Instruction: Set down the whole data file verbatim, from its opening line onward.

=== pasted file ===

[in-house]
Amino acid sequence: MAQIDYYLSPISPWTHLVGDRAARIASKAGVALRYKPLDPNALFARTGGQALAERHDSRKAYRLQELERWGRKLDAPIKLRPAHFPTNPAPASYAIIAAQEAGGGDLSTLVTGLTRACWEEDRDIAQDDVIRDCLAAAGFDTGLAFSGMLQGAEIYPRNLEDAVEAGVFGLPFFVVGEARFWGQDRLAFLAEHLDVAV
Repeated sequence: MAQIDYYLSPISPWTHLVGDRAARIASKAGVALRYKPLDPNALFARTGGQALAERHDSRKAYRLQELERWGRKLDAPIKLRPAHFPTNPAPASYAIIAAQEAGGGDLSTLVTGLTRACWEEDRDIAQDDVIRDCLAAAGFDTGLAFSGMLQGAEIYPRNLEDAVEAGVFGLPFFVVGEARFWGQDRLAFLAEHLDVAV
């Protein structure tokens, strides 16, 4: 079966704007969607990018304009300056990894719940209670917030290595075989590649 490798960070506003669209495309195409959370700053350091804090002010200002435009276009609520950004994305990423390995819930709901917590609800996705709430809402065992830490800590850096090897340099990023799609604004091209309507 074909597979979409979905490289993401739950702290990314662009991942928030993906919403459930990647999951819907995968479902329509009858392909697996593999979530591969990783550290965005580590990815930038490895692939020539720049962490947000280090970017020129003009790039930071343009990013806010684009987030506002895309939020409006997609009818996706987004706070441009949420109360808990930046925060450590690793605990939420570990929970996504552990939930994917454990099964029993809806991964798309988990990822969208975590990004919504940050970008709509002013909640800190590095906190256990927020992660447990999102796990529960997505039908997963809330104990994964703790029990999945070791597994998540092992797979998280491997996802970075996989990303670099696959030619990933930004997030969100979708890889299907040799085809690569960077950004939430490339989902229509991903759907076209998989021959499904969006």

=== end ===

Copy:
[in-house]
Amino acid sequence: MAQIDYYLSPISPWTHLVGDRAARIASKAGVALRYKPLDPNALFARTGGQALAERHDSRKAYRLQELERWGRKLDAPIKLRPAHFPTNPAPASYAIIAAQEAGGGDLSTLVTGLTRACWEEDRDIAQDDVIRDCLAAAGFDTGLAFSGMLQGAEIYPRNLEDAVEAGVFGLPFFVVGEARFWGQDRLAFLAEHLDVAV
Repeated sequence: MAQIDYYLSPISPWTHLVGDRAARIASKAGVALRYKPLDPNALFARTGGQALAERHDSRKAYRLQELERWGRKLDAPIKLRPAHFPTNPAPASYAIIAAQEAGGGDLSTLVTGLTRACWEEDRDIAQDDVIRDCLAAAGFDTGLAFSGMLQGAEIYPRNLEDAVEAGVFGLPFFVVGEARFWGQDRLAFLAEHLDVAV
């Protein structure tokens, strides 16, 4: 079966704007969607990018304009300056990894719940209670917030290595075989590649 490798960070506003669209495309195409959370700053350091804090002010200002435009276009609520950004994305990423390995819930709901917590609800996705709430809402065992830490800590850096090897340099990023799609604004091209309507 074909597979979409979905490289993401739950702290990314662009991942928030993906919403459930990647999951819907995968479902329509009858392909697996593999979530591969990783550290965005580590990815930038490895692939020539720049962490947000280090970017020129003009790039930071343009990013806010684009987030506002895309939020409006997609009818996706987004706070441009949420109360808990930046925060450590690793605990939420570990929970996504552990939930994917454990099964029993809806991964798309988990990822969208975590990004919504940050970008709509002013909640800190590095906190256990927020992660447990999102796990529960997505039908997963809330104990994964703790029990999945070791597994998540092992797979998280491997996802970075996989990303670099696959030619990933930004997030969100979708890889299907040799085809690569960077950004939430490339989902229509991903759907076209998989021959499904969006």